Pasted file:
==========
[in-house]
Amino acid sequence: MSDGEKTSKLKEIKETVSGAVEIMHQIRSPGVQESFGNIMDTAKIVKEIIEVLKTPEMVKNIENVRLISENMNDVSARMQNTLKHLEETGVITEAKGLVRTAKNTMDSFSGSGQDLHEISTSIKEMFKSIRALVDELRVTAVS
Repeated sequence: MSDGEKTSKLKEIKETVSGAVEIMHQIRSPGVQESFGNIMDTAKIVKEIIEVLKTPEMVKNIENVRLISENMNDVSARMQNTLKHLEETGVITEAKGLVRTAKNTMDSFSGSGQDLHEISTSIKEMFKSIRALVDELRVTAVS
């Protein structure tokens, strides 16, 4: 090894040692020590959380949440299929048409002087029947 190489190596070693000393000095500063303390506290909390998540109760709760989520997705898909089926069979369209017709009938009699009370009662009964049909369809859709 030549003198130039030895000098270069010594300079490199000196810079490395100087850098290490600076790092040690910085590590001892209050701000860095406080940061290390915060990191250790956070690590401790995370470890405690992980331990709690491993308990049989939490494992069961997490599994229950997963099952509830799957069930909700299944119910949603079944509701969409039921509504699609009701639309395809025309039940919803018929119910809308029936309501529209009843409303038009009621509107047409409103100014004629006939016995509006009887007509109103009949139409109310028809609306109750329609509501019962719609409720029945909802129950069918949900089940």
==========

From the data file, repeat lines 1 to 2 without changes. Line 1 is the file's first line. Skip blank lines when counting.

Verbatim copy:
[in-house]
Amino acid sequence: MSDGEKTSKLKEIKETVSGAVEIMHQIRSPGVQESFGNIMDTAKIVKEIIEVLKTPEMVKNIENVRLISENMNDVSARMQNTLKHLEETGVITEAKGLVRTAKNTMDSFSGSGQDLHEISTSIKEMFKSIRALVDELRVTAVS